Following early reports associating favorable outcomes in cancer patients with the use of statins,1,2 further observational studies in this area have provided mixed findings.3 As recently reported in the Journal of Clinical Oncology, and reviewed in this issue of The ASCO Post, Seckl and colleagues conducted a large, multicenter, phase III trial in which patients with metastatic small cell lung cancer had pravastatin at a 40-mg daily dose added to standard etoposide plus cisplatin or carboplatin for up to 6 cycles, with pravastatin use continuing for up to 2 years.4 No survival benefit was seen with the addition of pravastatin to chemotherapy, overall or in subgroups.4
Seckl and colleagues concluded that currently ongoing trials of statin addition in various cancer settings should “examine interim analyses and consider stopping early if there is sufficient evidence for futility.” 4 This is quite reasonable, but this approach is already an integral component of current analytic plans of cooperative group randomized trials.
Limitations of Statin Studies
The authors note that most studies of statin influence on cancer incidence or outcome have involved observational study designs with “inherent design problems including confounding and biases.” However, randomized placebo-controlled, full-scale trials evaluating agents such as statins, which did not emerge from usual anticancer preclinical development, also have potential limitations. In such cases, a particular statin from a particular class of statins is selected for use at a particular dose and provided for a given duration. A decision must be made regarding when to initiate intervention. Should it be in the metastatic setting, adjuvant setting, or a primary cancer prevention trial? Equally important, a particular cancer type is selected. As a result, in many cases, randomized trials may not be directly attempting to confirm findings from observational studies.
Oncologists should ensure that cancer survivors under their care are receiving optimal preventive strategies not only for cancer but also for cardiovascular disease, by meeting criteria for statin use and optimal blood pressure control….— Rowan T. Chlebowski, MD, PhD, FASCO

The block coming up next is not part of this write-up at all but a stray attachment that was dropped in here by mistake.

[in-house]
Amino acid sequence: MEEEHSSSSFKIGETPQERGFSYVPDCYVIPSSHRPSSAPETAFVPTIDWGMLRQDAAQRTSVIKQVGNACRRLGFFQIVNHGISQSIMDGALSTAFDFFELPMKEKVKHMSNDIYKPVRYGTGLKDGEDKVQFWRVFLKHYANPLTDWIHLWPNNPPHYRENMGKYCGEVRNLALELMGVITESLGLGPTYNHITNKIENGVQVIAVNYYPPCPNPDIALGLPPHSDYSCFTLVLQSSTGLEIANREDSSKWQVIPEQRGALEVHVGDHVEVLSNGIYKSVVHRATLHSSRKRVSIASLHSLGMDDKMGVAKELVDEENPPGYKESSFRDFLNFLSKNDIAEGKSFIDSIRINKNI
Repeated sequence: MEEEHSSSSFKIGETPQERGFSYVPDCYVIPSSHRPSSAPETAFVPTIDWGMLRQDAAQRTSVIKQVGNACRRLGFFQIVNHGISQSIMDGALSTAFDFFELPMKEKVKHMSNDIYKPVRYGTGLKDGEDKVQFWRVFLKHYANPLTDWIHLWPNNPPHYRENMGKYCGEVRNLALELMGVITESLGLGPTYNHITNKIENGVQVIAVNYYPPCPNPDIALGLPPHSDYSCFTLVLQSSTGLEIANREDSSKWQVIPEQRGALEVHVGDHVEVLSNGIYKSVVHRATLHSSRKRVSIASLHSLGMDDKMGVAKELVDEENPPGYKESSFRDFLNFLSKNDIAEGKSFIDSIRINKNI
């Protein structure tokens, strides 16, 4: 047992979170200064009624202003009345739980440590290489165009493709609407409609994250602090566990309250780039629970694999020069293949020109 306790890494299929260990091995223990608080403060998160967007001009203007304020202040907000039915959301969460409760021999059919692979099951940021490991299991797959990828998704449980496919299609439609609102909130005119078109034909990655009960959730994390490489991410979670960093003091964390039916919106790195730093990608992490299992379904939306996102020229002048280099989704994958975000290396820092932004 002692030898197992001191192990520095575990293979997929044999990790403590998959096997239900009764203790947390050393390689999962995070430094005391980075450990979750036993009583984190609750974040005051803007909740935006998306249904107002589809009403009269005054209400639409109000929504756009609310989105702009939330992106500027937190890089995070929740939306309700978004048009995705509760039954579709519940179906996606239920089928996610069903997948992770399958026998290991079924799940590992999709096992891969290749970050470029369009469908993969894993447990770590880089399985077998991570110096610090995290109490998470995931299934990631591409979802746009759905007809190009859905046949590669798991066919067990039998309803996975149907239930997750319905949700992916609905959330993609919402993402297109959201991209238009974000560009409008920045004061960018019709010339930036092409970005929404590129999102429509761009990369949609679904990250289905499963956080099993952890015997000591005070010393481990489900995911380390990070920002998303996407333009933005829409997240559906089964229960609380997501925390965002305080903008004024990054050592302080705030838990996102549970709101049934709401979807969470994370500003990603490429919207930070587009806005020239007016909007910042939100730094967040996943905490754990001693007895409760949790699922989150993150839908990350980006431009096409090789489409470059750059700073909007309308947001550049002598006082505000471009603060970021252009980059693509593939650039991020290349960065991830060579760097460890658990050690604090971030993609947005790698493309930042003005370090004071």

While comprehensive review of the relatively large literature regarding statin use and cancer incidence and outcome is beyond the scope of this commentary, findings from one recent report are illustrative. Wang and colleagues5 evaluated statin influence on survival in cancer patients as a prospective cohort study in the Women’s Health Initiative. Among 14,326 participants followed for nearly 15 years, 23,067 incident cancers and 3,152 cancer deaths were observed. Compared with statin never-users, current statin use was associated with a 22% lower risk of cancer deaths (P < .001) and a 20% lower all-cause mortality.5
Of potential relevance to the report by Seckl and colleagues, the study by Wang et al found statin use was associated with a significantly lower risk of cancer deaths in breast cancer, ovarian cancer, and colorectal cancer.5 However, the hazard ratio for lung cancer death was 1.17, with a 95% confidence interval of 0.97 to 1.40. In retrospect, the study of statins in a disease with short survival—where cause of death almost exclusively is related to cancer progress—may not have been an ideal selection.
Increasing attention has focused on the issue of cardiovascular disease as a competing cause of death in cancer survivors, especially in disease commonly associated with long survival, such as breast cancer.6,7 In such environments, statin use could provide an opportunity for influencing two major causes of death.